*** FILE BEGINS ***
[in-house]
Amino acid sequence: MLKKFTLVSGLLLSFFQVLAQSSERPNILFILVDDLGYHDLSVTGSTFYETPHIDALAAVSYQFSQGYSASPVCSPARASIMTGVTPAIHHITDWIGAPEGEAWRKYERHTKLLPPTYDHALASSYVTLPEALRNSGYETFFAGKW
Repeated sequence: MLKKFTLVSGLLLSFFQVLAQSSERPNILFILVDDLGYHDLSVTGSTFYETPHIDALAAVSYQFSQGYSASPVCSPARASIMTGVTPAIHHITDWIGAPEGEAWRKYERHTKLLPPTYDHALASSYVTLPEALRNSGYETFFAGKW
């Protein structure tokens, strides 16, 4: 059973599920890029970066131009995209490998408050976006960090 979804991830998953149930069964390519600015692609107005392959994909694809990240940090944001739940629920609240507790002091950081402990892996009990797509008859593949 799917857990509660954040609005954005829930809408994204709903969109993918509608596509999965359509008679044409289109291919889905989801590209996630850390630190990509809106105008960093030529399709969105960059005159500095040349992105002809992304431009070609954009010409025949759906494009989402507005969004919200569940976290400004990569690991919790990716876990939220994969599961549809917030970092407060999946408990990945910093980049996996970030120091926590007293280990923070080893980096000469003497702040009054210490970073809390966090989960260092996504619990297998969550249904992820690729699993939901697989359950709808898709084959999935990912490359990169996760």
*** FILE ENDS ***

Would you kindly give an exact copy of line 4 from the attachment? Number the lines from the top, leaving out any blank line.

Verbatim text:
């Protein structure tokens, strides 16, 4: 059973599920890029970066131009995209490998408050976006960090 979804991830998953149930069964390519600015692609107005392959994909694809990240940090944001739940629920609240507790002091950081402990892996009990797509008859593949 799917857990509660954040609005954005829930809408994204709903969109993918509608596509999965359509008679044409289109291919889905989801590209996630850390630190990509809106105008960093030529399709969105960059005159500095040349992105002809992304431009070609954009010409025949759906494009989402507005969004919200569940976290400004990569690991919790990716876990939220994969599961549809917030970092407060999946408990990945910093980049996996970030120091926590007293280990923070080893980096000469003497702040009054210490970073809390966090989960260092996504619990297998969550249904992820690729699993939901697989359950709808898709084959999935990912490359990169996760």